A step closer to room-temperature operating MASERs
Although they were invented before lasers, MASERs (Microwave Amplification by Stimulated Emission of Radiation) didn’t quite find their use as lasers since they required specific conditions to operate. Scientists from the National Physical Laboratory (NPL) and Imperial College London managed to develop a solid-state MASER able to operate at room temperature, thus enabling its more widespread adoption by industry.
Conventional MASER technology delivers an amplified beam of microwaves. These microwaves are concentrated in a process known as masing, where a crystal (such as ruby) amplifies the microwaves. Devices based on this process were developed more than 50 years ago, but they required specific operational conditions with large magnets and extremely low pressures, supplied by special vacuum chambers and pumps, or freezing conditions at temperatures close to absolute zero (-273.15 °C), supplied by special refrigerators.
The team from NPL and Imperial managed to achieve masing in a solid-state device which operates at room temperature with no applied magnetic field. This breakthrough means that the cost to manufacture and operate MASERs could be dramatically reduced, which could lead to them becoming as widely used as LASER technology.
“For half a century the MASER has been the forgotten, inconvenient cousin of the LASER. Our design breakthrough will enable MASERs to be used by industry and consumers”, said Dr Mark Oxborrow, co-author of the study at NPL.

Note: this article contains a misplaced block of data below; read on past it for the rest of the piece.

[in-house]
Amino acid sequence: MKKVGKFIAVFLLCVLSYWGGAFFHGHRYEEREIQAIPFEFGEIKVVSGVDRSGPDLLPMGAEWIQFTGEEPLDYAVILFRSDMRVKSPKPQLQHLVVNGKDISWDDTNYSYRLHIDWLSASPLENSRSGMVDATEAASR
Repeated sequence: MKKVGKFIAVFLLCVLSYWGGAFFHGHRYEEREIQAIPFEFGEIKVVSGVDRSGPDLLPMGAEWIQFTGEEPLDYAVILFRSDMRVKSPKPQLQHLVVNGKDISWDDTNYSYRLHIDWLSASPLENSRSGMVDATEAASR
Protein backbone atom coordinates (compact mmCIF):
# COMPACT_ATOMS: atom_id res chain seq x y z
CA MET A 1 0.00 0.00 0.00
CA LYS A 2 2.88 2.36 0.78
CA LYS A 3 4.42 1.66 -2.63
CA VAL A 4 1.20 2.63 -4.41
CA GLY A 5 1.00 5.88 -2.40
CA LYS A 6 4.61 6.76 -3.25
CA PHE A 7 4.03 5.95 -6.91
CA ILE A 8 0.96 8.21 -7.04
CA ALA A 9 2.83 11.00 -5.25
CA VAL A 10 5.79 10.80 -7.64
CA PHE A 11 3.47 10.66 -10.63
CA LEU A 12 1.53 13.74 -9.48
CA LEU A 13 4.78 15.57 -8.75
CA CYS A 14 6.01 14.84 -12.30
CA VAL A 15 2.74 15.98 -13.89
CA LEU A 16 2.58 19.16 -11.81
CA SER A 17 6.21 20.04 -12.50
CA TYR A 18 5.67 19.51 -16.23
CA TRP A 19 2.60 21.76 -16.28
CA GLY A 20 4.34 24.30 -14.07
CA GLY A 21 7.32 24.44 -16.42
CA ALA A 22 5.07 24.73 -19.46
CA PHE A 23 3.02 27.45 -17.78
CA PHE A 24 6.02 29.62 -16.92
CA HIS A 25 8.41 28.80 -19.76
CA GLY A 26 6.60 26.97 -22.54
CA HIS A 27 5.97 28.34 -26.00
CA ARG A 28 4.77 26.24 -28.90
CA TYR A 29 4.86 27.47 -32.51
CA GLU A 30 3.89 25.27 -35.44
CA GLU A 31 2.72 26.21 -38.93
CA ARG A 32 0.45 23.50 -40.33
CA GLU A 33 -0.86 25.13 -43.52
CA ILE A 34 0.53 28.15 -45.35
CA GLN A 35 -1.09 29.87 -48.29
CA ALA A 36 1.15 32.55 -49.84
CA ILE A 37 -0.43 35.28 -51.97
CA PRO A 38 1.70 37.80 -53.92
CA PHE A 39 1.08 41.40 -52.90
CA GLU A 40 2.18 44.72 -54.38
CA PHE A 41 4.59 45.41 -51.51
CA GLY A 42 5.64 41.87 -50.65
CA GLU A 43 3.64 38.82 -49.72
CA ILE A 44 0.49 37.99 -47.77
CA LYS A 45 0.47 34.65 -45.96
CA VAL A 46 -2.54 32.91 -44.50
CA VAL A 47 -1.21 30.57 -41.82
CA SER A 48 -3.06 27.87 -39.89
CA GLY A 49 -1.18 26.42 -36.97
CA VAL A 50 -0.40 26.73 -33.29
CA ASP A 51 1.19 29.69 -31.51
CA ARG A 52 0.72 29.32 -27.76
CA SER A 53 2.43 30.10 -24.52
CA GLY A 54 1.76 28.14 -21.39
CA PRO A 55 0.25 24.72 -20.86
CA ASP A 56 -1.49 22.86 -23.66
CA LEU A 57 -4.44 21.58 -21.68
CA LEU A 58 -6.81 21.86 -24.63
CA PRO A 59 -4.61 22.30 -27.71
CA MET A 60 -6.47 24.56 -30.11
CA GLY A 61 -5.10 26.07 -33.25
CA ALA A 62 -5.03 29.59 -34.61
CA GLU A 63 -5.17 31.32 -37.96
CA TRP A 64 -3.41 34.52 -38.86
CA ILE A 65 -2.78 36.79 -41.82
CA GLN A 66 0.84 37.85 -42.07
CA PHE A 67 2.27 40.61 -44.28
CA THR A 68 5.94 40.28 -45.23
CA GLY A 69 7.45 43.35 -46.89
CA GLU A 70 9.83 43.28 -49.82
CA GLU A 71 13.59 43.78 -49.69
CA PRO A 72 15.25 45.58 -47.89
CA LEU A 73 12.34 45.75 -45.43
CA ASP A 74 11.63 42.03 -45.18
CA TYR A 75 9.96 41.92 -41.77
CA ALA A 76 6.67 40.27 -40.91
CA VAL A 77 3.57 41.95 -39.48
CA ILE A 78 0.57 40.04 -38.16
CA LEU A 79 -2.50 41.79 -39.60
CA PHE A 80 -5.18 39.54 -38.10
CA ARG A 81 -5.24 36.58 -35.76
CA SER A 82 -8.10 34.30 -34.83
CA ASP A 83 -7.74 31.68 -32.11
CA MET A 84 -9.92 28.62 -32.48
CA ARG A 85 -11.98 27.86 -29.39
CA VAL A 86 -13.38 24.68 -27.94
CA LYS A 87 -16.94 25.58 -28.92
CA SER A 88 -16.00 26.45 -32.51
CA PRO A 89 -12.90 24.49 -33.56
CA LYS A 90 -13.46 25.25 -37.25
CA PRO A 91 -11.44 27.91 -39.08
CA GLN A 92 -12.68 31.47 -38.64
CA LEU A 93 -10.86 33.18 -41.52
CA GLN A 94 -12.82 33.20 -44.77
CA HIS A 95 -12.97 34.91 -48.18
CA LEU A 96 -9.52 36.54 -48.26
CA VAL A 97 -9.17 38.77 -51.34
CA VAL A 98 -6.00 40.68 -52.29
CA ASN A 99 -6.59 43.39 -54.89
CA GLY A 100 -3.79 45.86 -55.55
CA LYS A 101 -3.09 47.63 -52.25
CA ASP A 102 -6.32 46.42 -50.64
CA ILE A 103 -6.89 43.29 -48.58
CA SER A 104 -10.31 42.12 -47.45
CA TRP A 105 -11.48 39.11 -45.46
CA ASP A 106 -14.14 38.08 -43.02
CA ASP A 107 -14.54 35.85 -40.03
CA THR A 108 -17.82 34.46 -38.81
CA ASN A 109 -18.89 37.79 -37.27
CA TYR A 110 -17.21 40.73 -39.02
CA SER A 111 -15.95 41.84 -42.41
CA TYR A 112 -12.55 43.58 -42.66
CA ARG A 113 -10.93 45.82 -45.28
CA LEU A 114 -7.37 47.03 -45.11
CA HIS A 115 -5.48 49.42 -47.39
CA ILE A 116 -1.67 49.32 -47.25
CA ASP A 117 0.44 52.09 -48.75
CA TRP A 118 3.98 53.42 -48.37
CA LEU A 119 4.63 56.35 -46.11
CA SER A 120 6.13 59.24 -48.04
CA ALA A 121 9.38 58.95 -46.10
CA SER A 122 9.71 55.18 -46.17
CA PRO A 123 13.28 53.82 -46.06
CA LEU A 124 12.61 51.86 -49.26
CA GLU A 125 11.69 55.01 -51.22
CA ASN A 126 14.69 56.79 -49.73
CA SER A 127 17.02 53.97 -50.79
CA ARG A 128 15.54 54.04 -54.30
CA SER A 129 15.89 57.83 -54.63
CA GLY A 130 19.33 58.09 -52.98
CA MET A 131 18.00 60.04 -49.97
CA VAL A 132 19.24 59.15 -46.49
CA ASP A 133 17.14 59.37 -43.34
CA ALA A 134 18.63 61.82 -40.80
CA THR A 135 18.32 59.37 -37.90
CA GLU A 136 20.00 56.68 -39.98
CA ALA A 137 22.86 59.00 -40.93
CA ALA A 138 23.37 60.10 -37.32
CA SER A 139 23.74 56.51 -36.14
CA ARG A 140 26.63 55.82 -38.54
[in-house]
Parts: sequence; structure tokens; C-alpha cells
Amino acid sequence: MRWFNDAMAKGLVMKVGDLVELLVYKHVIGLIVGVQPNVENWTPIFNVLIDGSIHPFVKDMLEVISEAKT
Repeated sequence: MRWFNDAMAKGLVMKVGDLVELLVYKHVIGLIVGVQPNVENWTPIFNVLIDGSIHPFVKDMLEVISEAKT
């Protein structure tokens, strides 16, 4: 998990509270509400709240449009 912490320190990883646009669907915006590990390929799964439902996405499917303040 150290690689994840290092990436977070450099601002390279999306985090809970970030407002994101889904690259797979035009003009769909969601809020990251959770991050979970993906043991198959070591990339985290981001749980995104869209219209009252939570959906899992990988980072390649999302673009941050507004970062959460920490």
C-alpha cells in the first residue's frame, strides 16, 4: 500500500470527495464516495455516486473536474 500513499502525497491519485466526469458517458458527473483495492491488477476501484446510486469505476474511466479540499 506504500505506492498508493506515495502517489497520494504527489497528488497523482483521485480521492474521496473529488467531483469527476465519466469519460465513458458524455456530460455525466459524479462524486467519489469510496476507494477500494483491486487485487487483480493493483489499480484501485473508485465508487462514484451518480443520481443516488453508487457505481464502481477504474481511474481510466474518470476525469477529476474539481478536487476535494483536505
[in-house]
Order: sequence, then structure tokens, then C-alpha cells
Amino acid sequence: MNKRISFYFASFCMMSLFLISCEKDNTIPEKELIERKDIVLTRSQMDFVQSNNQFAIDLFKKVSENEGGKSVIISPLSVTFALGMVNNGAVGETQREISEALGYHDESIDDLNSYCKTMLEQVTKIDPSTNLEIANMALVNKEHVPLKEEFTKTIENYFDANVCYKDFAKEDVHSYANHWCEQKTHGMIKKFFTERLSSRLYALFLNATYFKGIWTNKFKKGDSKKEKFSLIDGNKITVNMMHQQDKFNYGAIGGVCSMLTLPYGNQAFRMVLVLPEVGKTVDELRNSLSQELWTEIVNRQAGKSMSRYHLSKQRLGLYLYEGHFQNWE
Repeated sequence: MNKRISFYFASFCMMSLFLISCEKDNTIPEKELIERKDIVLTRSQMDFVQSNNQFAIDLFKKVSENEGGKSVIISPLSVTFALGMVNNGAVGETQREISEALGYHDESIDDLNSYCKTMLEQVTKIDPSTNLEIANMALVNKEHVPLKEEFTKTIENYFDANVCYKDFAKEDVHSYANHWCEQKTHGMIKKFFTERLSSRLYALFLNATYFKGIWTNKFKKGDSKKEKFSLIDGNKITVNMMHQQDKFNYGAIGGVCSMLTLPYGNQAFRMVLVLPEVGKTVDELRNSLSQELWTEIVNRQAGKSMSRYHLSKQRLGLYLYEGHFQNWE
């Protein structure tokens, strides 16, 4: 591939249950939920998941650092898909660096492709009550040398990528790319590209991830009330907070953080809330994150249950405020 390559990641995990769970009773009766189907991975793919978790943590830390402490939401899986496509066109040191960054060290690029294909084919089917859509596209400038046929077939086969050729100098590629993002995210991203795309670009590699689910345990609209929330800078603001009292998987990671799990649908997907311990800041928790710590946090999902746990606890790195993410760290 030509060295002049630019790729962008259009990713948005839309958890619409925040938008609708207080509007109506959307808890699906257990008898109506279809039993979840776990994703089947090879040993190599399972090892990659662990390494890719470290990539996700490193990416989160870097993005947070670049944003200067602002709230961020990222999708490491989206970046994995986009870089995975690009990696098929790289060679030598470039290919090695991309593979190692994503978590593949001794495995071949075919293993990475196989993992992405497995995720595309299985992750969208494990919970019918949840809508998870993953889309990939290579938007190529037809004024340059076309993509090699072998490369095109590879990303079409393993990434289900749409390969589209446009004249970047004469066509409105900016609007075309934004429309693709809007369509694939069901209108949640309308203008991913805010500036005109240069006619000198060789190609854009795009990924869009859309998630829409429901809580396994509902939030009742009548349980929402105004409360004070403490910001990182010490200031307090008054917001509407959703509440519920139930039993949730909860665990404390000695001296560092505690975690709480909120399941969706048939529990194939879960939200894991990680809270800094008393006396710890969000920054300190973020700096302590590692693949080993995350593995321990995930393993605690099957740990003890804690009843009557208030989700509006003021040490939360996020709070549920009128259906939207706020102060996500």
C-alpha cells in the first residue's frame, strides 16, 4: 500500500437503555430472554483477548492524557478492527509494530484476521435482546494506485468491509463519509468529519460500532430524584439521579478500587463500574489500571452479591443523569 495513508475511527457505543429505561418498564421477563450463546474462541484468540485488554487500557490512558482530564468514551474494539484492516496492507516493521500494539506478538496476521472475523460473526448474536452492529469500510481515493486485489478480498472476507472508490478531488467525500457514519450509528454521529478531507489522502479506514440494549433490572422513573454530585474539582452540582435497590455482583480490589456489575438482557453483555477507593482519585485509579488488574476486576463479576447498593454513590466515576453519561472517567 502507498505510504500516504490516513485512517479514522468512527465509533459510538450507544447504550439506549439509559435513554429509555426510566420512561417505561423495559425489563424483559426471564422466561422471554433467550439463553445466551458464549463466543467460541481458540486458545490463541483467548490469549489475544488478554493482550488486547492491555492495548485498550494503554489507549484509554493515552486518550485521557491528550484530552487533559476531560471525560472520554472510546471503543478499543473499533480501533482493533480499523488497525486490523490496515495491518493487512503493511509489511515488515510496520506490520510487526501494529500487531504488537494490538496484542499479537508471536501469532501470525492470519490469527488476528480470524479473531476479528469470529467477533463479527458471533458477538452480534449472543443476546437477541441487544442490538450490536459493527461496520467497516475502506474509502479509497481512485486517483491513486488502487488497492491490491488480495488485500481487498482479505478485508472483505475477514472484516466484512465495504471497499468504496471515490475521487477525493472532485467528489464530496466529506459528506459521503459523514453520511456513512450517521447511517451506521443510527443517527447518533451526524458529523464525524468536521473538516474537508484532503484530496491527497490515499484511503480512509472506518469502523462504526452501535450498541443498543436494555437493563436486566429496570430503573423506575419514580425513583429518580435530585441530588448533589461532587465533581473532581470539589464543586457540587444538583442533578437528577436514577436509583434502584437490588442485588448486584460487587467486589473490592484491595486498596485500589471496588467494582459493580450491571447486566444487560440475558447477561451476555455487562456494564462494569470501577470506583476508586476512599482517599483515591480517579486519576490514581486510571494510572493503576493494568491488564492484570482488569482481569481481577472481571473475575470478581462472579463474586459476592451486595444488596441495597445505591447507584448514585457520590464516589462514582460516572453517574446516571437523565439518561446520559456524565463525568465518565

Instead using ruby, the team discovered that a completely different type of crystal, namely p-terphenyl doped with pentacene, can replicate the same masing process at room temperature. As a curious twist, the pentacene dopant turns the otherwise colorless p-terphenyl crystal to resemble a ruby and coloring it to an intense reddish pink color.
“When LASERs were invented no one quite knew exactly how they would be used and yet, the technology flourished to the point that LASERs have now become ubiquitous in our everyday lives”, said Professor Neil Alford, co-author and Head of the Department of Materials at Imperial College London. “We’ve still got a long way to go before the MASER reaches that level, but our breakthrough does mean that this technology can literally come out of the cold and start becoming more useful.”
Since their first device can work in pulsed mode for fractions of a second at a time, the researchers are looking for ways to enable continuous work of a MASER. They also aim to get it to operate over a wider range of microwave frequencies, rather than currently used narrow bandwidth, in order to make the technology more useful in different fields of science and industry.
Among other long term goals, the team plans to identify other materials that could be used in the masing process at room temperature while consuming less power than pentacene-doped p-terphenyl. They also plan to devise new designs that could make enable creation of smaller and more portable MASER systems.
Once perfected, room-temperature MASERs could be used to make more precise and sensitive medical instruments for scanning patients, improved chemical sensors for remotely detecting explosives, lower-noise read-out mechanisms for quantum computers and better radio telescopes.
For more information, read the paper published in journal Nature: “Room-temperature solid-state maser”.